Multimegapixel sensors with built-in image processing engines are now commonplace, making the capture of HD video viable and cost-effective.


Movement
Moving HD video from sensor to storage has posed another problem. Bandwidth requirements of HD signals make it impossible to move them over coaxial cable using conventional means. This problem has been largely overcome by using network cameras to digitize and compress the signals within the camera itself.


The compressed signal can then be transmitted over computer networks utilizing advances made in the IT world. This works well for moving video over long distances, but it does require additional processing capabilities within the camera and network equipment and additional network bandwidth.


Advances in software-configurable processor technology have not only made this extra processing more affordable, but have also added the flexibility to compress using the latest scalable video codecs.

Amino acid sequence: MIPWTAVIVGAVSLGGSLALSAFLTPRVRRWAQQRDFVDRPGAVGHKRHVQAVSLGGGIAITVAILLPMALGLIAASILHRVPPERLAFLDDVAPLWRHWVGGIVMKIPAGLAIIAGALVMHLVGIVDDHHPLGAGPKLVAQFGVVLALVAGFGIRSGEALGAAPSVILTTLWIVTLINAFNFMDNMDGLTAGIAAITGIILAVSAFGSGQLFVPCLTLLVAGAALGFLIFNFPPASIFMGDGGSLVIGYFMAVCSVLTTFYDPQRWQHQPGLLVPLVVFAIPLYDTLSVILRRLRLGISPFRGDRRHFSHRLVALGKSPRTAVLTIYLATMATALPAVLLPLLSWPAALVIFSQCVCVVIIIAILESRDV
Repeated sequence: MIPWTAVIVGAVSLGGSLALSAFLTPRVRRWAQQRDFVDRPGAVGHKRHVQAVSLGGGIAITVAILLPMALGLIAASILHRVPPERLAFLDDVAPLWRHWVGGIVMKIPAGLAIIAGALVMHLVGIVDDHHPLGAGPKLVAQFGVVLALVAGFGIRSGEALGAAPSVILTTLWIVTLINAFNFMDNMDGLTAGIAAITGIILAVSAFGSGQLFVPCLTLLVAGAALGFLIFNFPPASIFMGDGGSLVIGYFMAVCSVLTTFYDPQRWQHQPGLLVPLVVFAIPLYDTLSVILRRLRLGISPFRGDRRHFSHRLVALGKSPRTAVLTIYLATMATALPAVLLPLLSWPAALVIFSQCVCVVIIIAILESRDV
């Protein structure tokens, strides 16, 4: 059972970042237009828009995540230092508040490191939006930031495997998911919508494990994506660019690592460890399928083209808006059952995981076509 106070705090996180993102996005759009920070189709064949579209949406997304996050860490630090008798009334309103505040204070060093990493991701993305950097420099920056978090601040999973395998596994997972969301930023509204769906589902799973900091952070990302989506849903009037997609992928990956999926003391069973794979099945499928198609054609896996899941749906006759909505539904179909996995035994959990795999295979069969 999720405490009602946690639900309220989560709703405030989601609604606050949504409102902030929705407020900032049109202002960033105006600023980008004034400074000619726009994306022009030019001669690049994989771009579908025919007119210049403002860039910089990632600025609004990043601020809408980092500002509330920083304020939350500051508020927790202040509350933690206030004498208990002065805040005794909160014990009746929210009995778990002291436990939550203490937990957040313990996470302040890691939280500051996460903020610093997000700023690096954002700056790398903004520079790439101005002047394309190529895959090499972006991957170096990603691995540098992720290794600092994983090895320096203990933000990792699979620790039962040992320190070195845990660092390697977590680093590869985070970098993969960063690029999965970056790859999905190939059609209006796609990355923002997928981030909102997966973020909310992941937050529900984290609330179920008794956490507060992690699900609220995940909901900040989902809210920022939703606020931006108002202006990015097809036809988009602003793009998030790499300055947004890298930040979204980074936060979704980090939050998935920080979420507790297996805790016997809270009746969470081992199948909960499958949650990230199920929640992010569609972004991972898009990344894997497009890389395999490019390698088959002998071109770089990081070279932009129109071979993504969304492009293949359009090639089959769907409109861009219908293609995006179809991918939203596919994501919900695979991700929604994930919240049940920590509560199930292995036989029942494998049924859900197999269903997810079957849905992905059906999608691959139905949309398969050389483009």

For moving HD video over shorter distances, there is now another alternative made available by the HDcctv Alliance. Leveraging advances made in the broadcast industry, HDcctv-compliant devices can now move uncompressed HD video over 100 meters using coaxial cable. This obviates the need to compress video within the camera and simplifies installations.


Storage
Stored video archives can provide an invaluable bodyof evidence for both prosecution and defense against litigation. The storage required to maintain a long-term video archive, however, can make up a significant portion of the cost of a conventional surveillance system.


HD video streams are larger than standard streams and consume storage at a faster rate. Even after being compressed, an H.264 stream can require 5 megabits per second to achieve good video quality at HD resolutions. A single stream like this could consume 54 gigabytes per day or 1.6 terabytes per month.


Although the clarity of HD video can provide many benefits, if the cost of long-term storage is prohibitively expensive, users are unable to store the video for future use and the benefits are lost.